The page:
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Hall area still faces moderate drought
Rain Thursday, possibly next week should help ease conditions
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Hall County got steady rainfall Thursday and may pick up a decent amount next week, around Christmas Day, and the water-starved area needs all it can get.

The U.S. Drought Monitor’s latest report, released Thursday, still shows that while Hall is in moderate drought, severe and even extreme drought are encroaching.

Portions of Dawson and Lumpkin counties have extreme drought, while portions of Forsyth, Dawson and Lumpkin counties and all of Habersham County are in severe drought, according to the report, produced by the Nebraska-based National Drought Mitigation Center.

A huge swath of Middle Georgia and part of South Georgia are either in extreme drought or the worst level of drought, exceptional, according to the drought report, which is updated every Thursday based on data collected through 7 a.m. Tuesday of that week.

The Apalachicola-Chattahoochee-Flint River basin, which includes Lake Lanier, “received some much-needed relief from extreme dry conditions,” according to the U.S. Army Corps of Engineers’ biweekly drought report.

“Widespread areas of 1-2 inches of rain have fallen over much of the basin since late Sunday with the potential for more on the way in the coming weeks.”

The National Weather Service in Peachtree City reported that the rain gauge at Lee Gilmer Memorial Airport in Gainesville recorded 0.93 inches of rain as of 10 p.m. Thursday.

The agency also predicted a chance of showers or thunderstorms for the area Monday through Wednesday.

Chances are nil the wet might turn to white on Christmas Day, as the high temperature is expected to hover in the mid-50s through the period.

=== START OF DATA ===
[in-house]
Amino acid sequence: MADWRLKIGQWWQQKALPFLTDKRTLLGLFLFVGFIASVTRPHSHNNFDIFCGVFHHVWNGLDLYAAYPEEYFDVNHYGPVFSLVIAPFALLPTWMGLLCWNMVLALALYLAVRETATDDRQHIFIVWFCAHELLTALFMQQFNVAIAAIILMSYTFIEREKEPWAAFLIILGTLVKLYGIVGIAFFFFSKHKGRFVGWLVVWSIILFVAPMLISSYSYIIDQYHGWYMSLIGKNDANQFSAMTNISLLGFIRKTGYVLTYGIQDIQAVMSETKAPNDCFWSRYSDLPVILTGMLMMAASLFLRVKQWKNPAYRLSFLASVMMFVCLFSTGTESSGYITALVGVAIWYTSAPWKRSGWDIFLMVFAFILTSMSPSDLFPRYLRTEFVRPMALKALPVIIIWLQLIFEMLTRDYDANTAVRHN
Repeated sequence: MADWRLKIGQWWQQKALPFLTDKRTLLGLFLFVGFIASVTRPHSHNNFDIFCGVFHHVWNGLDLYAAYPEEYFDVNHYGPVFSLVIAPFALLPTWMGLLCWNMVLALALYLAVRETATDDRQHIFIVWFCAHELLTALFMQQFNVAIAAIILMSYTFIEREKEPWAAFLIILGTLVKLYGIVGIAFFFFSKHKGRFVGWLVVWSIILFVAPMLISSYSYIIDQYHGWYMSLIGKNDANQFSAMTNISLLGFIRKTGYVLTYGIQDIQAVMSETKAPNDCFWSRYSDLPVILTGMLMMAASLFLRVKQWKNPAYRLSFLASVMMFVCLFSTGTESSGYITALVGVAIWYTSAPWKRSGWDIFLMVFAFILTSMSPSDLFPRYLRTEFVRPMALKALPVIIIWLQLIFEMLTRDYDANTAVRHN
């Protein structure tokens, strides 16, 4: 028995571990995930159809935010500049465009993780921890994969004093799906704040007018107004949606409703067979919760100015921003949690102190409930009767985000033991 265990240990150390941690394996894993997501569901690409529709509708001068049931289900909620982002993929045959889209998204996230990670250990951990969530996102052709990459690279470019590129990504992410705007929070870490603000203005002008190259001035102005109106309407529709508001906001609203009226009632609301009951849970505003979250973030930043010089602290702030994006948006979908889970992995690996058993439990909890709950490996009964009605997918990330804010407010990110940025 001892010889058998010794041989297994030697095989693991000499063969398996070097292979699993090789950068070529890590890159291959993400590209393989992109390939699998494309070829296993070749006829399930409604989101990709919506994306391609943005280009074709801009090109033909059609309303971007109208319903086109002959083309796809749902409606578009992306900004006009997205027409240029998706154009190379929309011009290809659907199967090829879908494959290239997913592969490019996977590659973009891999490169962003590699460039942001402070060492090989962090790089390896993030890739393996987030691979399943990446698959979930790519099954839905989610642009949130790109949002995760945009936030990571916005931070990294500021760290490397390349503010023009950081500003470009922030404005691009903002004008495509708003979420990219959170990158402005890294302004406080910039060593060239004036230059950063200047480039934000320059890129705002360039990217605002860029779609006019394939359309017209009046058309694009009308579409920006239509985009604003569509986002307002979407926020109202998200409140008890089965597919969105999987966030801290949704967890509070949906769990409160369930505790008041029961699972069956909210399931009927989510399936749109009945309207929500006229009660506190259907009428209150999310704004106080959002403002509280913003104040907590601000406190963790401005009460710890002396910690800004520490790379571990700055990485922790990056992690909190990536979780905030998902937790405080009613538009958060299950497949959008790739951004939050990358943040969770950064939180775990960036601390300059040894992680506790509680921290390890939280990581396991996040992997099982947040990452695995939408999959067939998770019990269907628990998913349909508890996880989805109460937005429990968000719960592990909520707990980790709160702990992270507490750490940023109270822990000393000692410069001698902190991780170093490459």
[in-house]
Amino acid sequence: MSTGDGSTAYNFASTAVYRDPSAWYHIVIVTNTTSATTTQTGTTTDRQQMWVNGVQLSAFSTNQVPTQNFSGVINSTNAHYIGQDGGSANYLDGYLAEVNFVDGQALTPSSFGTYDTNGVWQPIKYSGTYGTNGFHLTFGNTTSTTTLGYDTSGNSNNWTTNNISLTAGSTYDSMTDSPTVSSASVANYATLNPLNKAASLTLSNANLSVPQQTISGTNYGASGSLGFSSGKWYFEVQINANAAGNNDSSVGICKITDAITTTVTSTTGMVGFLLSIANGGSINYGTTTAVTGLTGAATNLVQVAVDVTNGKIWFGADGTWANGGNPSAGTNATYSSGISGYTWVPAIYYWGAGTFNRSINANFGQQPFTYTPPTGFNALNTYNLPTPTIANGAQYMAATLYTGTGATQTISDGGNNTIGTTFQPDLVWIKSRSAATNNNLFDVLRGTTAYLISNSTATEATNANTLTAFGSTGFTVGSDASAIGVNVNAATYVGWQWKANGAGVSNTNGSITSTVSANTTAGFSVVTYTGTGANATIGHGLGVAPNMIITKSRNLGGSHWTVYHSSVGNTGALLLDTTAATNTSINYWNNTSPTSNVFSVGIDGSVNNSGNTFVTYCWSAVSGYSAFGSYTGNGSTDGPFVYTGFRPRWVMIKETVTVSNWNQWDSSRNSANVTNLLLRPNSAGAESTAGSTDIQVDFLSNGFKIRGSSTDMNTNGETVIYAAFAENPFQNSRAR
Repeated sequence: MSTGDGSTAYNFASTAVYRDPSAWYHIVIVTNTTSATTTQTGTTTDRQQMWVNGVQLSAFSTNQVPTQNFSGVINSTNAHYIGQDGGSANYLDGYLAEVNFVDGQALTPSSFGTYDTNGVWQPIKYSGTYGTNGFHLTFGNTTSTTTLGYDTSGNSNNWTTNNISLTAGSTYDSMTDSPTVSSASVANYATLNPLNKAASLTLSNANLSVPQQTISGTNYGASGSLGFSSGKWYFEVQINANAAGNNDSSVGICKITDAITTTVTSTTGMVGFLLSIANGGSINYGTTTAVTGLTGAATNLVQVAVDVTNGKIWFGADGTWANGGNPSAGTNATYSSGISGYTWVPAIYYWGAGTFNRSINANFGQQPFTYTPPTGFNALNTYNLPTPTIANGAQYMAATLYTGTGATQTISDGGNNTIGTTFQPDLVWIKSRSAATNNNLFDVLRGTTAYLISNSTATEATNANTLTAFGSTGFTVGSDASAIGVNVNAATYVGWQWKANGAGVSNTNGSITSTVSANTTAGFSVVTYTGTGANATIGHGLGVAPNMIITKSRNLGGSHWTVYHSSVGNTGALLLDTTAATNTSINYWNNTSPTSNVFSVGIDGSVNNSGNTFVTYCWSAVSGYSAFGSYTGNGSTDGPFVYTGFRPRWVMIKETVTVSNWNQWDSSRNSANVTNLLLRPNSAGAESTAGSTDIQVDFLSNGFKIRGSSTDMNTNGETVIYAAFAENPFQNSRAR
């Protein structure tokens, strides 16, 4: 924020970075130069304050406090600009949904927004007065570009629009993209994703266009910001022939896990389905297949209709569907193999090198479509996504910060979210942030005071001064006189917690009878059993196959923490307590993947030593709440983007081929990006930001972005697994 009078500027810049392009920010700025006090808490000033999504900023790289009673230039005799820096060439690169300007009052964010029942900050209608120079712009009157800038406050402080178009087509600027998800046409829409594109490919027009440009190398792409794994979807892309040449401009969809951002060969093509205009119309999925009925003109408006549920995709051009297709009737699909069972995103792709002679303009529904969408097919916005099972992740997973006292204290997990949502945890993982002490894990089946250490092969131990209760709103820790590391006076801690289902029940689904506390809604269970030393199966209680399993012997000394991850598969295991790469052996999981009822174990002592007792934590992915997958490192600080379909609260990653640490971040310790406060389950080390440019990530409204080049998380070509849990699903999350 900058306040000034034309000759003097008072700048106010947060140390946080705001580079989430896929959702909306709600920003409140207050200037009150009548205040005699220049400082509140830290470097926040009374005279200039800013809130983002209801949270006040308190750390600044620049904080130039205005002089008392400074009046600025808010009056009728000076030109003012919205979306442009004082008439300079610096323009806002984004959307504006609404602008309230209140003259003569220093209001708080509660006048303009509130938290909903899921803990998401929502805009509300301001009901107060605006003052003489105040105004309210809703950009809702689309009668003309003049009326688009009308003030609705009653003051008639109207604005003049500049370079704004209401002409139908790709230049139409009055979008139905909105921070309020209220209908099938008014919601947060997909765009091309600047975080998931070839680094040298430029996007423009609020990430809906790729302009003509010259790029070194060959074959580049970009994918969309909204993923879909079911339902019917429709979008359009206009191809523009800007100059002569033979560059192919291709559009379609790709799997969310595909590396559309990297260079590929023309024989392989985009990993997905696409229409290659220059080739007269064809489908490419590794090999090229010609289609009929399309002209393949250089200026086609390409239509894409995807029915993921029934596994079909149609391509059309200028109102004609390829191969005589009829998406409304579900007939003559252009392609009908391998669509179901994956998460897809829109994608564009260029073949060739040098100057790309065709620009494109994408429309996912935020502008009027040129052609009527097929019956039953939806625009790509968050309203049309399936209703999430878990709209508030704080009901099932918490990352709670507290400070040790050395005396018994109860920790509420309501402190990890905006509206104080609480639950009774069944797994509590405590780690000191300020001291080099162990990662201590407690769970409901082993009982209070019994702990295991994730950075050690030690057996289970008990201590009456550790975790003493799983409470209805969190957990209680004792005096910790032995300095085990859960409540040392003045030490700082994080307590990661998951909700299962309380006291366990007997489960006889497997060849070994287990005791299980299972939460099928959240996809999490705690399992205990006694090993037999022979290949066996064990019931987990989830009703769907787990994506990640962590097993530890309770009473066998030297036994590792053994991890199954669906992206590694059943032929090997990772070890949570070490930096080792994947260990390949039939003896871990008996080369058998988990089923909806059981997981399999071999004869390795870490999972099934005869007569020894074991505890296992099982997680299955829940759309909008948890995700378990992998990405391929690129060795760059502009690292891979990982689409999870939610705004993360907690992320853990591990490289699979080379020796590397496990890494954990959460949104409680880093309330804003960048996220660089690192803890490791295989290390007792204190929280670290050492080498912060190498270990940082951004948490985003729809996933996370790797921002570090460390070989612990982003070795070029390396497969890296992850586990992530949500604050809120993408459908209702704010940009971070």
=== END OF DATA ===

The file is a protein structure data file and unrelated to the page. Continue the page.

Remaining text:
“Over the next week, we will likely see another system move though the basin bringing up to one additional inch of rain to the northern ACF basin,” according to the corps.

“Forecasts indicate another system behind that moving through the basin on (Wednesday or Thursday), bringing an additional 1 to 3 inches of rain to the basin.”

Lake Lanier stood at 1,056.50 feet above sea level Thursday afternoon, or 13-14 feet below the winter full pool of 1,070 feet. Winter full pool began Dec. 1 and runs through April 30.

That’s up from 1,056.30 Wednesday morning, but down from 1,056.52 on Dec. 13.

The corps announced in late October that it would release more water from Lanier and West Point Lake because of drought conditions affecting the ACF basin.

Lisa Parker, a spokeswoman for the corps, said at the time that water would leave Lanier at a rate of 2,500 cubic feet per second, up from the minimum release of 1,100 cfs.

The corps is required by law to release at least 4,500 cfs out of Woodruff Dam on Lake Seminole at the Georgia-Florida border because of the endangered species that make their home in the southern end of the river system.

At this time last year, Lanier was at 1,058.58 feet. Next Wednesday will mark the fifth anniversary of the lake’s historic low, 1,050.79 feet.

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